Adaptive Reuse and the ARP Model

Background and Method Analysis

  • David Xander T. Lacson College of Architecture


The continuous urbanization and modernization of cities spurred by population growth and economic development results in numerous challenges such as socio-economic inequalities, movement and space congestion, exhaustion of resources and energy among others. As a solution to these challenges, many turn to adaptive reuse as a more efficient form of redevelopment and progress. This study focused on the utilization of the ARP Model by Craig Langston as a tool for site selection in adaptive reuse and dissecting the efficiency of its criteria in decision-making. The two case studies analyzed are the Tate Modern in London and the High Line in New York City. The analysis of these two conversion projects uncovered the limitations of the ARP Model and its variables in determining the potential of a heritage structure to be reused. Results show that the ARP Percentage and Scoring do not directly relate to any critical success factors or outcomes and that the potential and reusability of a structure are uncorrelated due to physical obsolescence being solely based on maintenance and neglecting damages brought by the weather. Therefore, several recommendations were made to enhance the accuracy and efficiency of the ARP model. First, the year of assessment affects obsolescence rating factors thus, an averaging method is suggested to be used to compensate for discrepancies. Second, since the physical life of a structure is assigned arbitrary values, the determinant values may need to be enhanced for structures that have longer physical lifespans. Third, an assessment is recommended to account for other obsolescence factors that have affected the life of a structure. Lastly, environmental obsolescence should be fully implemented to account for sustainable development and other environmental factors.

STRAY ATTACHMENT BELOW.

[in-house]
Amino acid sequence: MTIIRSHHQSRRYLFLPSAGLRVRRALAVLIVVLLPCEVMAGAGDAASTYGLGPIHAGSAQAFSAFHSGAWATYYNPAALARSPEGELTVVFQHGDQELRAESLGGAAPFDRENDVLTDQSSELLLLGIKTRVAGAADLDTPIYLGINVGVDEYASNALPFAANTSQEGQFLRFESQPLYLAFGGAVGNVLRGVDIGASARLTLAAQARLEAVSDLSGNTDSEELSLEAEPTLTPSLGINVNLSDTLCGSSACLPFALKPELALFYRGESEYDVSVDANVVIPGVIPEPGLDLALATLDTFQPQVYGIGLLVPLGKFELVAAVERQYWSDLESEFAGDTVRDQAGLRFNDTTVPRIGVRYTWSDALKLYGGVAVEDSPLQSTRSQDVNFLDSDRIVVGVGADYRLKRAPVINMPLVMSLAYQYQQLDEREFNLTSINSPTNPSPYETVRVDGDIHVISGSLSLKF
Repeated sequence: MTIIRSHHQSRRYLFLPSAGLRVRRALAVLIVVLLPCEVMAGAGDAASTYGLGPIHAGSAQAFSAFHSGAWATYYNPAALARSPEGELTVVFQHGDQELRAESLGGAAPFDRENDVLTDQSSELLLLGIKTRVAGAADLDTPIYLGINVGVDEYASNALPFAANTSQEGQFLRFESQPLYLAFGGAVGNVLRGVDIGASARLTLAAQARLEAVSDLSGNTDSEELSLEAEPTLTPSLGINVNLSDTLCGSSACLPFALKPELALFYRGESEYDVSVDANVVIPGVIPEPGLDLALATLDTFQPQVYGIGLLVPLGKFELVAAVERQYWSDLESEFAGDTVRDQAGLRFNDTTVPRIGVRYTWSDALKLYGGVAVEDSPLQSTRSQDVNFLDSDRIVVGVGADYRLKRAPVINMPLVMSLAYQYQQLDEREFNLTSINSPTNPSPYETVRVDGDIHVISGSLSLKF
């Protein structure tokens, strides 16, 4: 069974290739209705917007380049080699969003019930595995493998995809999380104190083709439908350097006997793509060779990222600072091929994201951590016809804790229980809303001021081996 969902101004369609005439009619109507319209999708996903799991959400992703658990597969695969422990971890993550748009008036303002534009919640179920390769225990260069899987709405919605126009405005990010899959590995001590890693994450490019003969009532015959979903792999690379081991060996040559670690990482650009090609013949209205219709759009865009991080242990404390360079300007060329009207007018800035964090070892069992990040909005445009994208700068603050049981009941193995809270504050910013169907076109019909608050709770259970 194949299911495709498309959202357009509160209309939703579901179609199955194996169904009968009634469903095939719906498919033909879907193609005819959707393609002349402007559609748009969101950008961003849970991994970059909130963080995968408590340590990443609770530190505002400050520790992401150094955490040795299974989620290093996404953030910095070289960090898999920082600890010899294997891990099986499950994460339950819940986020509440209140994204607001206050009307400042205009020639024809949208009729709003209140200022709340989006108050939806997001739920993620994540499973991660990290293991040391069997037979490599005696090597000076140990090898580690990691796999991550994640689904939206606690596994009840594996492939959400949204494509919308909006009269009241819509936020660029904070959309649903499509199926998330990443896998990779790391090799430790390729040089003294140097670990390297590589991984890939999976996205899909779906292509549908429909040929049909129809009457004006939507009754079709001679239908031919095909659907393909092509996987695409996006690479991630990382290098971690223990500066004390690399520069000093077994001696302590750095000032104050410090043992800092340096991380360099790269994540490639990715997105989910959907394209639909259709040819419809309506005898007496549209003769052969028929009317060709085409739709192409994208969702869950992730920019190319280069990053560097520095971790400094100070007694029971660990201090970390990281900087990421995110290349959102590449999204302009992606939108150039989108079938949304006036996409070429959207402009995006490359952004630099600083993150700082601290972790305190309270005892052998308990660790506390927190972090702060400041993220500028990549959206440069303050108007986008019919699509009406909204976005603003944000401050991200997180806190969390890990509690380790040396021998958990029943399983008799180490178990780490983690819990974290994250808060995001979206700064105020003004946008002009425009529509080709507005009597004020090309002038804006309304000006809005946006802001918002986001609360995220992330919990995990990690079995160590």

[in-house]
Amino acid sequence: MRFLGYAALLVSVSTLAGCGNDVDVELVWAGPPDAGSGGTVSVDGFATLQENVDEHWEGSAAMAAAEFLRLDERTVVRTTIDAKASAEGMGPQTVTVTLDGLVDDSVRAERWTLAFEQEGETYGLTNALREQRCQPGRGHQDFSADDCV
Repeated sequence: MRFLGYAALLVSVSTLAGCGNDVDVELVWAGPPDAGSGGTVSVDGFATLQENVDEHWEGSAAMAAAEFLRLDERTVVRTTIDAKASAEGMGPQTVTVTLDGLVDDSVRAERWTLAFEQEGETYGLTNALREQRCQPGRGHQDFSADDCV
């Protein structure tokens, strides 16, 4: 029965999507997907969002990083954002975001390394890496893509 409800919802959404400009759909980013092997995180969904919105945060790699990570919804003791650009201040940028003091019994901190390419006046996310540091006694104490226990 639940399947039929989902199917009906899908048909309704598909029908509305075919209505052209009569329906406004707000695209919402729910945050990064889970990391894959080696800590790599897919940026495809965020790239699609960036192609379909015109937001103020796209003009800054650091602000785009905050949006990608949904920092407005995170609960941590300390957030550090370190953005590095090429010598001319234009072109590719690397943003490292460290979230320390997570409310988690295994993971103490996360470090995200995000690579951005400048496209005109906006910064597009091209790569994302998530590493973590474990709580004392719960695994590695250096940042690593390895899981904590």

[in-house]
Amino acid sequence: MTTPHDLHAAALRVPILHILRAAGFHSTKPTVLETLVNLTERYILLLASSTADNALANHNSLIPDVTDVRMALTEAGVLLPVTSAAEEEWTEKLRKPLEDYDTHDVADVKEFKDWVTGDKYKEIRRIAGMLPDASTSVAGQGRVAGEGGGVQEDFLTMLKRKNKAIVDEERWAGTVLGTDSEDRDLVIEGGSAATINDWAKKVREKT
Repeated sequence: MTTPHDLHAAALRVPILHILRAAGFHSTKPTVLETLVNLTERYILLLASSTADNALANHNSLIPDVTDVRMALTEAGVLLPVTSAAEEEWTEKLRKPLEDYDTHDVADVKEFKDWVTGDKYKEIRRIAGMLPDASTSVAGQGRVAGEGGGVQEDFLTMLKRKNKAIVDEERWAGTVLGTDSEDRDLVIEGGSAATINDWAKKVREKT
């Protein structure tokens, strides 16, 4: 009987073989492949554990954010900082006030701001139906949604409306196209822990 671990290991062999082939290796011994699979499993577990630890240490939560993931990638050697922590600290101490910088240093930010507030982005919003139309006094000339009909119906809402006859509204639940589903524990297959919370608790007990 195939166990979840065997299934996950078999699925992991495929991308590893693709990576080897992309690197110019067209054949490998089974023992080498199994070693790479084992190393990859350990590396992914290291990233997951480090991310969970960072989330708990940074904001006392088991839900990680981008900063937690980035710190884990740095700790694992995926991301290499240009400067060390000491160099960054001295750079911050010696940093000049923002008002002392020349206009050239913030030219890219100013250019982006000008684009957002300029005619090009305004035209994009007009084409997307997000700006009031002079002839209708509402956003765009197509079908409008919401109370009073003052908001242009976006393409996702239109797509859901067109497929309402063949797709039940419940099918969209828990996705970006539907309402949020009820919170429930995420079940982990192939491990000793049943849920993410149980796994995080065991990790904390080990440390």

Author Biography

David Xander T. Lacson, College of Architecture

David Xander Lacson is an Assistant Professor in the Architecture Program of the University of the Philippines, where he completed his undergraduate degree with Magna Cum Laude Honors. He received his Master of Science in Built Environment: Sustainable Heritage with distinction from the Bartlett School of Environment, Energy, and Resources at UCL. His research work is rooted in sustainability and heritage conservation.